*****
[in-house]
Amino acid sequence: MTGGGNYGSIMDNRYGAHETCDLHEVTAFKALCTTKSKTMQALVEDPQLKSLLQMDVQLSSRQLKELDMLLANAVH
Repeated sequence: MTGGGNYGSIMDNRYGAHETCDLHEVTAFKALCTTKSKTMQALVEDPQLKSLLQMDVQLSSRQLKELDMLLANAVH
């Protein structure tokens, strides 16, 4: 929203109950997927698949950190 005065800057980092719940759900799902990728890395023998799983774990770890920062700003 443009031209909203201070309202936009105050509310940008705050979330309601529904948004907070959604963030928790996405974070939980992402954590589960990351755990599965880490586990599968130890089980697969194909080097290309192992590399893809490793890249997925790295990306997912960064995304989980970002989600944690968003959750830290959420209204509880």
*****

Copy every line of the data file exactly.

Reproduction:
[in-house]
Amino acid sequence: MTGGGNYGSIMDNRYGAHETCDLHEVTAFKALCTTKSKTMQALVEDPQLKSLLQMDVQLSSRQLKELDMLLANAVH
Repeated sequence: MTGGGNYGSIMDNRYGAHETCDLHEVTAFKALCTTKSKTMQALVEDPQLKSLLQMDVQLSSRQLKELDMLLANAVH
């Protein structure tokens, strides 16, 4: 929203109950997927698949950190 005065800057980092719940759900799902990728890395023998799983774990770890920062700003 443009031209909203201070309202936009105050509310940008705050979330309601529904948004907070959604963030928790996405974070939980992402954590589960990351755990599965880490586990599968130890089980697969194909080097290309192992590399893809490793890249997925790295990306997912960064995304989980970002989600944690968003959750830290959420209204509880």